This running back is expected to be one of the SEC’s biggest impact transfers

·3 min read

With the passing of the one-time transfer rule, which allows players to transfer to new schools once without sitting out, college football has crossed the Rubicon. The transfer landscape resembles another round of recruiting or “free agency” as others have described it.

Last week, the SEC confirmed it will allow players transferring within the conference to play immediately, essentially opening the door for all new faces within the league to play in 2021.

One of those players is former Clemson running back Demarkcus Bowman. Florida heavily recruited the five-star Lakeland prospect coming out of high school, but he chose to sign with coach Dabo Swinney and the Tigers. After appearing in just two games and rushing the ball only nine times, Bowman entered the transfer portal and returned closer to home with UF.

He faces competition from an incredibly deep running back room, which features two upperclassmen, Dameon Pierce and Malik Davis; a redshirt sophomore who had a standout 2020 season, Nay’Quan Wright; and another former five-star transfer, Lorenzo Lingard, who saw just five attempts with the Gators in 2020.

Still, Bowman’s talent is undeniable, and it’s hard to imagine he doesn’t break through and get some opportunities. For this reason, CBS Sports’ Barrett Sallee lists him as one of the SEC transfers expected to make the biggest impact in 2021.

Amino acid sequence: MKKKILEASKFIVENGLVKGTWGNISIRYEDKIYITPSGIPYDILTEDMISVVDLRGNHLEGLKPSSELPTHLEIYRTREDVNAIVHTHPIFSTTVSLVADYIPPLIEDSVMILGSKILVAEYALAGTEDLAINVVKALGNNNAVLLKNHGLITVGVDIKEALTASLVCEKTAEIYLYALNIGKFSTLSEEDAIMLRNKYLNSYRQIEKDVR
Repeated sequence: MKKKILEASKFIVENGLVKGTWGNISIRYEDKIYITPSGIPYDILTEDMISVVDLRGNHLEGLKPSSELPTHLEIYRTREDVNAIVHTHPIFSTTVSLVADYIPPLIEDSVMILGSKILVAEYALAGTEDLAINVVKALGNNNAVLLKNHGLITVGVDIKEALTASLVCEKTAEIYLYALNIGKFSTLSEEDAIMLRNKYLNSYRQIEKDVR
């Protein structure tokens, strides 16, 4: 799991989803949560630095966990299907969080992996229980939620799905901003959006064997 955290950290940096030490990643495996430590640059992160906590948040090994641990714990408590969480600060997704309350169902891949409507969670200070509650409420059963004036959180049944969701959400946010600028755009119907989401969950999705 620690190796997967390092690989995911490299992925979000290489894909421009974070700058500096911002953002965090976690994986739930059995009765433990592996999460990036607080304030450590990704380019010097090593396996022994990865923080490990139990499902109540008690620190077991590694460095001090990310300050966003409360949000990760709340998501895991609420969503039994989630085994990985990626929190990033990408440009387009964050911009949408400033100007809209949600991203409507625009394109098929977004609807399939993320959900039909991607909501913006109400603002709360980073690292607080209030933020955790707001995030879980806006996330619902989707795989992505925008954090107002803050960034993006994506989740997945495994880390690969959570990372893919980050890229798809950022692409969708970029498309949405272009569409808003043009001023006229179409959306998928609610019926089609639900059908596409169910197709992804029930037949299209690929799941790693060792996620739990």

The Gators couldn’t muster up much of a running game last year, but that is going to change in a big way in 2021 thanks to the presence of dual-threat quarterback Emory Jones, who’s a much different player than ex-Gators quarterback Kyle Trask. Bowman was the No. 20 overall player and third-ranked running back in the Class of 2020, but didn’t see much playing time at Clemson behind star Travis Etienne. While there are experienced running backs in Gainesville like Dameon Pierce and Malik Davis, there hasn’t been a true No. 1 during any of coach Dan Mullen‘s three years leading the program.

Sallee is right that the run game has largely been an afterthought under Mullen, especially over the last two seasons. Florida found some success on the ground in 2018 but with deteriorating offensive line play and the emergence of Trask in 2019 and 2020, much of that dissipated.

That’s expected to change this year, as running the ball is a key part of Jones’ game. Florida will likely implement a lot more option looks this season, and that should benefit the running back group as a whole. It still needs to figure out issues along the offensive line, which has been disastrous at creating holes for the run game, but with the talent in the backfield, UF should see some improvement next season.

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